Official Information Act requests
The Official Information Act 1982 (OIA) allows people in New Zealand to request government information (official information). It must be made available unless there is a good reason to withhold it.
Have your say
We want to hear from you. The Office of the Ombudsman is conducting a survey into OIA practices. Please give your feedback here (external link).
The public survey will remain open until 24 January 2020.
Before making a request for information
The Ministry of Foreign Affairs and Trade proactively releases a range of official information. We encourage you to check the resources section of our website. A range of information about our strategic direction and our work on trade, aid and development, the environment, peace, rights and security is available on our website, and you may find the information you need is already publicly available.
How to make an OIA request
Your request should be as clear and specific as possible. Before making a request, check our other sources of information listed above.
Contact us to request information by:
- Email: firstname.lastname@example.org
- Telephone: +64 4 439 8000
- Mail: Ministry of Foreign Affairs, 195 Lambton Quay, Wellington, 6011
We would like:
- your name
- contact address (email or postal)
- details of the information you want
We may ask you for more details.
If you make your request by phone or in person, we will either confirm it in writing or, if we’re not sure what you’re seeking, we may ask you to put it in writing.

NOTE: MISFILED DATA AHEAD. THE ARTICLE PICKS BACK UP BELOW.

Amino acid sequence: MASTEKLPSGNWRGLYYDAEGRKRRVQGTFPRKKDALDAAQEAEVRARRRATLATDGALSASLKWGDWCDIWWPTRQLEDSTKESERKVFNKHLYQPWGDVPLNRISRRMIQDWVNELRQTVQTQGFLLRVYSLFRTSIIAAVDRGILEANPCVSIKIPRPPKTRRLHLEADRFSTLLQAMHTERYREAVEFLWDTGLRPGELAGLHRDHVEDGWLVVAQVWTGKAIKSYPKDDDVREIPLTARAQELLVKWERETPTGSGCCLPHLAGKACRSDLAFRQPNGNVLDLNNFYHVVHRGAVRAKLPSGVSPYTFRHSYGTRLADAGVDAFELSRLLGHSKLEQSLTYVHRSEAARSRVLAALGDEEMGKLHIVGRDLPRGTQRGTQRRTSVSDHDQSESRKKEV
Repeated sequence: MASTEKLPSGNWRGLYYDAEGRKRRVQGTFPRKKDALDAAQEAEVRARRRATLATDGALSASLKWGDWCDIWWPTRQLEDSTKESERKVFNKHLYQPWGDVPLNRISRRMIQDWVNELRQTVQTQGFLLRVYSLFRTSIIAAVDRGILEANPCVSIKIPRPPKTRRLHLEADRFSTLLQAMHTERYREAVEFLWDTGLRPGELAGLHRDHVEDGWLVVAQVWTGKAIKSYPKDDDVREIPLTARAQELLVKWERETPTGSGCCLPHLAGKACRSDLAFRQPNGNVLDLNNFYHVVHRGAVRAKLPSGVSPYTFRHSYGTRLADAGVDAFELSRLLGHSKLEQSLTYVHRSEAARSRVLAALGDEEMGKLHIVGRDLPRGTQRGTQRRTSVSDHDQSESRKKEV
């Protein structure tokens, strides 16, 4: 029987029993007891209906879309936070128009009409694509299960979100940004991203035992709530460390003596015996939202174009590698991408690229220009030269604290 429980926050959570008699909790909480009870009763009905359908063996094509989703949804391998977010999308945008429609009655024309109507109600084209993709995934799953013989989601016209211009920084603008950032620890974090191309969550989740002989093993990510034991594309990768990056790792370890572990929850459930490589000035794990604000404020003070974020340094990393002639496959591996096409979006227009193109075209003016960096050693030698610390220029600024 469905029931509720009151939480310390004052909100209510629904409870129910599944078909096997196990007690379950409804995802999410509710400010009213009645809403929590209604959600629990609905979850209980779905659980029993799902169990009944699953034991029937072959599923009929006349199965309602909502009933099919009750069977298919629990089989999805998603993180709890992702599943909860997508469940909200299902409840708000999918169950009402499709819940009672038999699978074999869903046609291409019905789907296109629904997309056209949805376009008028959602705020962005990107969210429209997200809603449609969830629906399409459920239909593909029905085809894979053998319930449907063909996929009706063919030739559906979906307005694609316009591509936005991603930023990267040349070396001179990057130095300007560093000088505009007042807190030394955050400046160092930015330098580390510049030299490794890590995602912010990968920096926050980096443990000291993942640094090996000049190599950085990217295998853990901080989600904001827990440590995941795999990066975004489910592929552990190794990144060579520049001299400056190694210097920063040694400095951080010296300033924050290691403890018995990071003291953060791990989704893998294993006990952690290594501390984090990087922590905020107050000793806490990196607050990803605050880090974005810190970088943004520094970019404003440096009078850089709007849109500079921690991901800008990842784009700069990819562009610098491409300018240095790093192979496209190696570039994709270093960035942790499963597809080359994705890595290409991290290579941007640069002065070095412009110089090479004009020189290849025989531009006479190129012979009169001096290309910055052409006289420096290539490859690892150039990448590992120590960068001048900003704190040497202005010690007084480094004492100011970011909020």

The Office of the Ombudsman provides advice on making official information requests [PDF, 610 KB].
Find out more about the Official Information Act 1982 (external link) (Section 12 details OIA requests)
How long will it take?
We will acknowledge your request and are required by law to give you our decision as soon as possible, and no later than 20 working days after we receive your request.
For large or complex requests or those requiring consultation, we may need to extend the time limit under section 14 of the Official Information Act. If this happens for any particular reason, we will let you know and give you a specific due date.
You can complain to the Office of the Ombudsman (external link) if you’re not happy with our decision to extend the timeframe.
The Office of the Ombudsman also provides guidance on how agencies respond to OIA requests.
You can see data on the number of requests we receive each year and the timeliness of our responses on the State Services Commission website (external link).
What does it cost?
Requesting official information is free, although we can charge a reasonable amount if it will take a lot of work to supply the information requested. There's no charge for the first hour spent on your request or for the first 20 pages of photocopying.
Agencies must adhere to the guidelines [PDF, 28 KB] set out by the Ministry of Justice regarding charging for OIA requests.
What if I’m not satisfied?
You might want to contact us to see if we can resolve the issue.
Or you can make a complaint to the Office of the Ombudsman (external link) if you:
- have concerns regarding the decision we made on your request
- are unhappy about the way your request was treated or processed.
The Office of the Ombudsman can choose to investigate and review our decision and may make a recommendation to us if it's considered appropriate.